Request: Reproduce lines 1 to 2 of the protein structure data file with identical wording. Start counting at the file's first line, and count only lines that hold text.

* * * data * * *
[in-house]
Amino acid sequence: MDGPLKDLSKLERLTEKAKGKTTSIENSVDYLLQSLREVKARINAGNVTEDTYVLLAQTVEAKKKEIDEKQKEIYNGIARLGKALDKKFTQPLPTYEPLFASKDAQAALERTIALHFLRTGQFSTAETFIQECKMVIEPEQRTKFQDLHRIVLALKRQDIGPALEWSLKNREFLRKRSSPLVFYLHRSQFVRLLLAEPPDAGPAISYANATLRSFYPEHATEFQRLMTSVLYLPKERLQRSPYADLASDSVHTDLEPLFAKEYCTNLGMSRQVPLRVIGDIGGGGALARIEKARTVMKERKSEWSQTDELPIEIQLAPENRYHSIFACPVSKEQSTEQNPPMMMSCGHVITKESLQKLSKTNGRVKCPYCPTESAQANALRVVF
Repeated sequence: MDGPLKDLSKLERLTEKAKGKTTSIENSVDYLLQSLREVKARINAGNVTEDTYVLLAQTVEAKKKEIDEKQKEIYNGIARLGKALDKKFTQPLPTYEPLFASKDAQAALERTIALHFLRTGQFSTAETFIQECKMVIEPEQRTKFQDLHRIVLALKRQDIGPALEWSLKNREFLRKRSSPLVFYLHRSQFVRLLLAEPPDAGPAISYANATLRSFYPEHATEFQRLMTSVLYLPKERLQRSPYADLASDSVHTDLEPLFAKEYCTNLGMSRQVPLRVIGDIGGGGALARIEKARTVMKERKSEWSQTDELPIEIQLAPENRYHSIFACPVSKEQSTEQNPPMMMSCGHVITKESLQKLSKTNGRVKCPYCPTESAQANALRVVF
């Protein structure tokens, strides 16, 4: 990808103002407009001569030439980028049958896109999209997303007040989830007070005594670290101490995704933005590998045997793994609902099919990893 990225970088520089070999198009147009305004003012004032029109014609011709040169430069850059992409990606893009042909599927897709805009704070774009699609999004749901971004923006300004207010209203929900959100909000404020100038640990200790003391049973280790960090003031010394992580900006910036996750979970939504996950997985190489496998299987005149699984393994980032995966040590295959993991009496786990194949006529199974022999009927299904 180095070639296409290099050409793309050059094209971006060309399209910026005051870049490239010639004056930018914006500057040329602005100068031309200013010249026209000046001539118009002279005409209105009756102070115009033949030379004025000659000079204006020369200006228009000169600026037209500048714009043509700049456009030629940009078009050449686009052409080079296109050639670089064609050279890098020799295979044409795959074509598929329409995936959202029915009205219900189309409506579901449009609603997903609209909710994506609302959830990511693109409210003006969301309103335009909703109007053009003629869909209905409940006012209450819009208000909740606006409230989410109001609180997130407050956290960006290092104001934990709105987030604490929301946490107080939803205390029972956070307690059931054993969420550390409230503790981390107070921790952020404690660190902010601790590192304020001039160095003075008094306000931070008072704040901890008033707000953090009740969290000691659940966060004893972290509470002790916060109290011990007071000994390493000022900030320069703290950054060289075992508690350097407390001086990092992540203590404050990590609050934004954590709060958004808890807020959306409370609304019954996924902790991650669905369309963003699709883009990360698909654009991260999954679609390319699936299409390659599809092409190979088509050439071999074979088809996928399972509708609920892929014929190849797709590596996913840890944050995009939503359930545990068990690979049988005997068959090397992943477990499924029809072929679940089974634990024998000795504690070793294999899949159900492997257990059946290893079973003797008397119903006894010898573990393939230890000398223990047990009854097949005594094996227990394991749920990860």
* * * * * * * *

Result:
[in-house]
Amino acid sequence: MDGPLKDLSKLERLTEKAKGKTTSIENSVDYLLQSLREVKARINAGNVTEDTYVLLAQTVEAKKKEIDEKQKEIYNGIARLGKALDKKFTQPLPTYEPLFASKDAQAALERTIALHFLRTGQFSTAETFIQECKMVIEPEQRTKFQDLHRIVLALKRQDIGPALEWSLKNREFLRKRSSPLVFYLHRSQFVRLLLAEPPDAGPAISYANATLRSFYPEHATEFQRLMTSVLYLPKERLQRSPYADLASDSVHTDLEPLFAKEYCTNLGMSRQVPLRVIGDIGGGGALARIEKARTVMKERKSEWSQTDELPIEIQLAPENRYHSIFACPVSKEQSTEQNPPMMMSCGHVITKESLQKLSKTNGRVKCPYCPTESAQANALRVVF